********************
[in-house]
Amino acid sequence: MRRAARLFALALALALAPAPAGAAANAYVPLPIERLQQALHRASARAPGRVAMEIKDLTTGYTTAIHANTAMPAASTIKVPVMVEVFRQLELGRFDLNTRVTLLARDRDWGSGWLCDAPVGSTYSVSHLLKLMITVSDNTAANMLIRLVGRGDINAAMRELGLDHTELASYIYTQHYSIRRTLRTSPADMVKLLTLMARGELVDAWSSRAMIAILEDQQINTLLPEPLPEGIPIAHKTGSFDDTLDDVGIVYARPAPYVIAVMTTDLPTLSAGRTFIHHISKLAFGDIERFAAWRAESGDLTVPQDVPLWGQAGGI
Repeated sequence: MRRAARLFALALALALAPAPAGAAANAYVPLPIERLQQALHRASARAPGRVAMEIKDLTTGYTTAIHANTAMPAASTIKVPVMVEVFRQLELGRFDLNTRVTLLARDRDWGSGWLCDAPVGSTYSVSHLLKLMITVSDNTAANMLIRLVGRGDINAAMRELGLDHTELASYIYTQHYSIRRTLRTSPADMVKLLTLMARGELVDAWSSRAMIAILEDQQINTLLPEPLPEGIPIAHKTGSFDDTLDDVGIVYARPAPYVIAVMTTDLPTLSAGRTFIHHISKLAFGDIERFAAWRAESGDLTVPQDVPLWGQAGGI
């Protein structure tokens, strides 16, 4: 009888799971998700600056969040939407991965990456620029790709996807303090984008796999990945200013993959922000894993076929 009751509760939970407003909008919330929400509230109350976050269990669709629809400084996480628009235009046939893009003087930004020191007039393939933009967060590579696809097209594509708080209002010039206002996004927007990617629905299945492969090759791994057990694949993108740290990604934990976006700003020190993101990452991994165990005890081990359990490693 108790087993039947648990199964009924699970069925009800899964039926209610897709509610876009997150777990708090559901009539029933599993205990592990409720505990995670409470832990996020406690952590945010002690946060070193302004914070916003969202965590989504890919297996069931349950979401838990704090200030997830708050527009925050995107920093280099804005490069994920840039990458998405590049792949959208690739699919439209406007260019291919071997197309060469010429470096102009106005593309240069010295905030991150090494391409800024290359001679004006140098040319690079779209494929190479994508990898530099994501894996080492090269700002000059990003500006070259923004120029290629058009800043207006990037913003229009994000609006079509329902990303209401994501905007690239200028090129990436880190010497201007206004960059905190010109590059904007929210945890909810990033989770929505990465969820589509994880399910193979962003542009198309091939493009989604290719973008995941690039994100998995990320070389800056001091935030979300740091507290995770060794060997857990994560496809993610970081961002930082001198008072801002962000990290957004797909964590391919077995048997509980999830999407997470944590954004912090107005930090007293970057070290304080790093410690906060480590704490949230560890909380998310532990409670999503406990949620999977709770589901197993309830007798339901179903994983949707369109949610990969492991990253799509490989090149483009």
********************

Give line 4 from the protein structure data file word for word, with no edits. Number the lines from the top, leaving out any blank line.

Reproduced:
């Protein structure tokens, strides 16, 4: 009888799971998700600056969040939407991965990456620029790709996807303090984008796999990945200013993959922000894993076929 009751509760939970407003909008919330929400509230109350976050269990669709629809400084996480628009235009046939893009003087930004020191007039393939933009967060590579696809097209594509708080209002010039206002996004927007990617629905299945492969090759791994057990694949993108740290990604934990976006700003020190993101990452991994165990005890081990359990490693 108790087993039947648990199964009924699970069925009800899964039926209610897709509610876009997150777990708090559901009539029933599993205990592990409720505990995670409470832990996020406690952590945010002690946060070193302004914070916003969202965590989504890919297996069931349950979401838990704090200030997830708050527009925050995107920093280099804005490069994920840039990458998405590049792949959208690739699919439209406007260019291919071997197309060469010429470096102009106005593309240069010295905030991150090494391409800024290359001679004006140098040319690079779209494929190479994508990898530099994501894996080492090269700002000059990003500006070259923004120029290629058009800043207006990037913003229009994000609006079509329902990303209401994501905007690239200028090129990436880190010497201007206004960059905190010109590059904007929210945890909810990033989770929505990465969820589509994880399910193979962003542009198309091939493009989604290719973008995941690039994100998995990320070389800056001091935030979300740091507290995770060794060997857990994560496809993610970081961002930082001198008072801002962000990290957004797909964590391919077995048997509980999830999407997470944590954004912090107005930090007293970057070290304080790093410690906060480590704490949230560890909380998310532990409670999503406990949620999977709770589901197993309830007798339901179903994983949707369109949610990969492991990253799509490989090149483009």